If total conversion was not possible, Buckley argued, administrators should at least have taken pains to protect the sensibilities of Yale’s Christian and conservative students from professors like the popular but eccentric world historian Ralph E. Turner, a “professional debunker” who was known for his mockery of religion.

Many Yale students laugh off the influence of Mr. Turner and ultimately classify him as a gifted and colorful fanatic. Others, more impressionable, and hence those over whom there is cause to be concerned, are deeply disturbed by Mr. Turner’s bigoted atheism and finish the year they spend with him full of suspicions and doubts about religion that they may retain for a lifetime.

Buckley clearly envisioned turning all of Yale into a safe space, one that would protect students emotionally and intellectually from the influence of unfamiliar and “disturbing” ideas. He opposed not the indoctrination of students but the wrong kind of indoctrination, and argued that Yale professors should allow radical ideas into the classroom only to prove “the shortcomings and fallacies of such value judgments.” Buckley’s ideal professor was a confirmer and inculcator of existing biases, not an impartial mediator of reasoned debates and discussions.

Buckley’s book offers a prescient view of what may well be the endgame of the current safe-space controversies — and, given the listlessness of the American university today, that outcome could be positive. If colleges such as Yale acquiesce to demands made on the basis of leftist identity politics, they will take on, as part of their missions, the elimination of white supremacy, sexism, ableism, homophobia, transphobia, rape culture, and assorted other biases and prejudices from their campuses. If this shift happens, it could be seen not as the forced adoption of new ideological commitments, but as the forced fulfillment of an old aspiration. For decades, the American university has been committed to a liberal near truth — the equality of all people — that not only undermines academic freedom as conceived by Buckley but also, to today’s activists, outweighs the closely related liberal ideals that are being fought over in the wake of the new political correctness: freedom of speech and open discourse. In a sense, liberalism, as such, is at war with itself over itself. By expanding access to minorities, expelling bigots, committing to the study of fields that are relevant to the marginalized, and, during the first wave of political correctness, two decades ago, choosing to undermine free speech to better protect minorities through the enactment of speech codes, the American university has definitively chosen its side.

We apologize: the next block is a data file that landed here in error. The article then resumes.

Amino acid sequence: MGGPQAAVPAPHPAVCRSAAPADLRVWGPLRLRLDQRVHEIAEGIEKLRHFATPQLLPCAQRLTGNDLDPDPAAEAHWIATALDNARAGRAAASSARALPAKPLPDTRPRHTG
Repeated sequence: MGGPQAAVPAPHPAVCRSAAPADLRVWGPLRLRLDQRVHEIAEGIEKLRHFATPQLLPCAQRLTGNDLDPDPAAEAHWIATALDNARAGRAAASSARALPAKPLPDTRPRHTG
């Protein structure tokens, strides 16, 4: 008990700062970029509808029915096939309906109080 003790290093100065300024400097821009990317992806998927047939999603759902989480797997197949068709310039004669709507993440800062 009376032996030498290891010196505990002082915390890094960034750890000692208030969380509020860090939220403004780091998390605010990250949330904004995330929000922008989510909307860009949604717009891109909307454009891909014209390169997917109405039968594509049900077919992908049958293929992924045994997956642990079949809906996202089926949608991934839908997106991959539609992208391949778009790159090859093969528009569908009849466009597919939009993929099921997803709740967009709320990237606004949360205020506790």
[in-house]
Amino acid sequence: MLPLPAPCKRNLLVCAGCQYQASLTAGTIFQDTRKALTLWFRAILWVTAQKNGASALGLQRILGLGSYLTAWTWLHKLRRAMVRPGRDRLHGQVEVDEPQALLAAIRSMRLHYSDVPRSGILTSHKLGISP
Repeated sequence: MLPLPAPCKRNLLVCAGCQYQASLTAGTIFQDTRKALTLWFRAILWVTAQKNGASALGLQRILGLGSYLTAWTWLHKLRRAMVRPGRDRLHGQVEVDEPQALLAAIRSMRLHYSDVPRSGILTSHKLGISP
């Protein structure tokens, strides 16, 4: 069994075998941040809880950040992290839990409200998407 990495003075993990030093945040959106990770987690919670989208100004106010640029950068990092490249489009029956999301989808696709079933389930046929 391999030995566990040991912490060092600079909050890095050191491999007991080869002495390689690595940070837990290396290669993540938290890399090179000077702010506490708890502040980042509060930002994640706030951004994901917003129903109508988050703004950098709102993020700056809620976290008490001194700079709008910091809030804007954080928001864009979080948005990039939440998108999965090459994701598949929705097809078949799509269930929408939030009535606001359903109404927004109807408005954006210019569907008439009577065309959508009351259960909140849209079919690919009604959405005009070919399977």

It is highly unlikely that the majority of institutions will meet all the demands of the identity-politics left. But concessions are being made here and there, and some institutions will eventually come to be seen as more hospitable to the ideologies of political correctness than others. This development, in turn, will open safe spaces to the judgment of what Buckley would have deemed a true marketplace of ideas. Students who embrace left identity politics will be able to self-sort into friendly institutions, while students who are hostile to or ambivalent about those values will avoid them.

There is no reason that this result need be dismaying: students have elected to pursue educations framed by particular viewpoints for ages, by attending religious universities. What’s more, students have long been encouraged to choose colleges on the basis of career prospects, athletics, amenities, and the colors of the foliage on admissions brochures; the advent of institutions that can claim to offer an education that accords with deeply held beliefs should be seen as a positive development. If such an education is inferior to the idealized liberal-arts education, it is at least more respectable than those that are offered by universities uninterested in helping students to engage seriously with ideas. Better a safe space than a black hole.